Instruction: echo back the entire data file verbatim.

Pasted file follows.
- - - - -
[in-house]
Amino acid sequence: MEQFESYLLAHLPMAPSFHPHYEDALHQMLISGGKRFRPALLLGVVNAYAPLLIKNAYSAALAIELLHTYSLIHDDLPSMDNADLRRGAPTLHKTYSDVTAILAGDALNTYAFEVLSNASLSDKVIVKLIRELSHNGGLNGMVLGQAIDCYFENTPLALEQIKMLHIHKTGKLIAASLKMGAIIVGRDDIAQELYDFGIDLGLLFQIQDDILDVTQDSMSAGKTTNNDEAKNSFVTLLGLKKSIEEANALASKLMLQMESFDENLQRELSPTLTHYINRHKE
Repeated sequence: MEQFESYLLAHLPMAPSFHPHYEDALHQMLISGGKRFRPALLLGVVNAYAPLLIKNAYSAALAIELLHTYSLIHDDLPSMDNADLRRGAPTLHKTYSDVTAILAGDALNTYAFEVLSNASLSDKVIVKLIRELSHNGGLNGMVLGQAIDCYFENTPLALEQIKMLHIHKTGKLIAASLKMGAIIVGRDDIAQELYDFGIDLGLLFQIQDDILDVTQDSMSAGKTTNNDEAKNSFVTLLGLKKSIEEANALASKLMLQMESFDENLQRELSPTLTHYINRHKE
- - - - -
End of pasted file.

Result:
[in-house]
Amino acid sequence: MEQFESYLLAHLPMAPSFHPHYEDALHQMLISGGKRFRPALLLGVVNAYAPLLIKNAYSAALAIELLHTYSLIHDDLPSMDNADLRRGAPTLHKTYSDVTAILAGDALNTYAFEVLSNASLSDKVIVKLIRELSHNGGLNGMVLGQAIDCYFENTPLALEQIKMLHIHKTGKLIAASLKMGAIIVGRDDIAQELYDFGIDLGLLFQIQDDILDVTQDSMSAGKTTNNDEAKNSFVTLLGLKKSIEEANALASKLMLQMESFDENLQRELSPTLTHYINRHKE
Repeated sequence: MEQFESYLLAHLPMAPSFHPHYEDALHQMLISGGKRFRPALLLGVVNAYAPLLIKNAYSAALAIELLHTYSLIHDDLPSMDNADLRRGAPTLHKTYSDVTAILAGDALNTYAFEVLSNASLSDKVIVKLIRELSHNGGLNGMVLGQAIDCYFENTPLALEQIKMLHIHKTGKLIAASLKMGAIIVGRDDIAQELYDFGIDLGLLFQIQDDILDVTQDSMSAGKTTNNDEAKNSFVTLLGLKKSIEEANALASKLMLQMESFDENLQRELSPTLTHYINRHKE